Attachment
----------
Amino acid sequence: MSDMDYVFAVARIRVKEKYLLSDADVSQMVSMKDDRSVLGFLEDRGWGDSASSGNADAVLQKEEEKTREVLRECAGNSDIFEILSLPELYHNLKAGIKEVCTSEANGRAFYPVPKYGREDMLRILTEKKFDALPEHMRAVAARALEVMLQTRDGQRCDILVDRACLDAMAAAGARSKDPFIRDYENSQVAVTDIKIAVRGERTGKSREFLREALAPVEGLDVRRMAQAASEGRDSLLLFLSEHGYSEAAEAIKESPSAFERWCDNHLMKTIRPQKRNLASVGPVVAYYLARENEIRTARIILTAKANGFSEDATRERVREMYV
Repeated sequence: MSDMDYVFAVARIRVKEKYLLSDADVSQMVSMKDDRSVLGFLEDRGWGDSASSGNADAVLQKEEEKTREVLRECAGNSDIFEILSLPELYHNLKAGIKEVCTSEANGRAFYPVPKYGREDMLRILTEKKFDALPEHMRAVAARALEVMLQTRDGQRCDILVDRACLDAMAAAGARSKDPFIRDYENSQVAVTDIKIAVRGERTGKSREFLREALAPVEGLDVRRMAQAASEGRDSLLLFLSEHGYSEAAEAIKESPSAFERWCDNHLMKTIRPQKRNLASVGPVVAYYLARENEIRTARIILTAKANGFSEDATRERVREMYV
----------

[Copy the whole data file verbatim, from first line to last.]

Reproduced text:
Amino acid sequence: MSDMDYVFAVARIRVKEKYLLSDADVSQMVSMKDDRSVLGFLEDRGWGDSASSGNADAVLQKEEEKTREVLRECAGNSDIFEILSLPELYHNLKAGIKEVCTSEANGRAFYPVPKYGREDMLRILTEKKFDALPEHMRAVAARALEVMLQTRDGQRCDILVDRACLDAMAAAGARSKDPFIRDYENSQVAVTDIKIAVRGERTGKSREFLREALAPVEGLDVRRMAQAASEGRDSLLLFLSEHGYSEAAEAIKESPSAFERWCDNHLMKTIRPQKRNLASVGPVVAYYLARENEIRTARIILTAKANGFSEDATRERVREMYV
Repeated sequence: MSDMDYVFAVARIRVKEKYLLSDADVSQMVSMKDDRSVLGFLEDRGWGDSASSGNADAVLQKEEEKTREVLRECAGNSDIFEILSLPELYHNLKAGIKEVCTSEANGRAFYPVPKYGREDMLRILTEKKFDALPEHMRAVAARALEVMLQTRDGQRCDILVDRACLDAMAAAGARSKDPFIRDYENSQVAVTDIKIAVRGERTGKSREFLREALAPVEGLDVRRMAQAASEGRDSLLLFLSEHGYSEAAEAIKESPSAFERWCDNHLMKTIRPQKRNLASVGPVVAYYLARENEIRTARIILTAKANGFSEDATRERVREMYV